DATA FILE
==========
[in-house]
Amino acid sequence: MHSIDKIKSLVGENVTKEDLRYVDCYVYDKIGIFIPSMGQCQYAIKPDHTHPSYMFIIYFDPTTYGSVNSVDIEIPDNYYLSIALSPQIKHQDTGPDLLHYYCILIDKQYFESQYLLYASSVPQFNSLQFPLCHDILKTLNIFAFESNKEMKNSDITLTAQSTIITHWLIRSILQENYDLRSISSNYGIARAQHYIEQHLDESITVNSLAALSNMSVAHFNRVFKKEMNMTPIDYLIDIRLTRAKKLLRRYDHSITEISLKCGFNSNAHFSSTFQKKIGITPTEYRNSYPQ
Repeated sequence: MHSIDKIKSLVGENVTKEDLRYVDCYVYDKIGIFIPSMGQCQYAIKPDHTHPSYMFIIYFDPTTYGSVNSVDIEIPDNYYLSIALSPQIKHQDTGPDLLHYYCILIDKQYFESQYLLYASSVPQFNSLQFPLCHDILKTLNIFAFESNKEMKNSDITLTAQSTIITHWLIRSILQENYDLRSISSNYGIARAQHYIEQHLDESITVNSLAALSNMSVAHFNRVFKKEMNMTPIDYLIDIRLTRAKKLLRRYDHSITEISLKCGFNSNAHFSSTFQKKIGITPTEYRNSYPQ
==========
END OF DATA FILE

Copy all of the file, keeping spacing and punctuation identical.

[in-house]
Amino acid sequence: MHSIDKIKSLVGENVTKEDLRYVDCYVYDKIGIFIPSMGQCQYAIKPDHTHPSYMFIIYFDPTTYGSVNSVDIEIPDNYYLSIALSPQIKHQDTGPDLLHYYCILIDKQYFESQYLLYASSVPQFNSLQFPLCHDILKTLNIFAFESNKEMKNSDITLTAQSTIITHWLIRSILQENYDLRSISSNYGIARAQHYIEQHLDESITVNSLAALSNMSVAHFNRVFKKEMNMTPIDYLIDIRLTRAKKLLRRYDHSITEISLKCGFNSNAHFSSTFQKKIGITPTEYRNSYPQ
Repeated sequence: MHSIDKIKSLVGENVTKEDLRYVDCYVYDKIGIFIPSMGQCQYAIKPDHTHPSYMFIIYFDPTTYGSVNSVDIEIPDNYYLSIALSPQIKHQDTGPDLLHYYCILIDKQYFESQYLLYASSVPQFNSLQFPLCHDILKTLNIFAFESNKEMKNSDITLTAQSTIITHWLIRSILQENYDLRSISSNYGIARAQHYIEQHLDESITVNSLAALSNMSVAHFNRVFKKEMNMTPIDYLIDIRLTRAKKLLRRYDHSITEISLKCGFNSNAHFSSTFQKKIGITPTEYRNSYPQ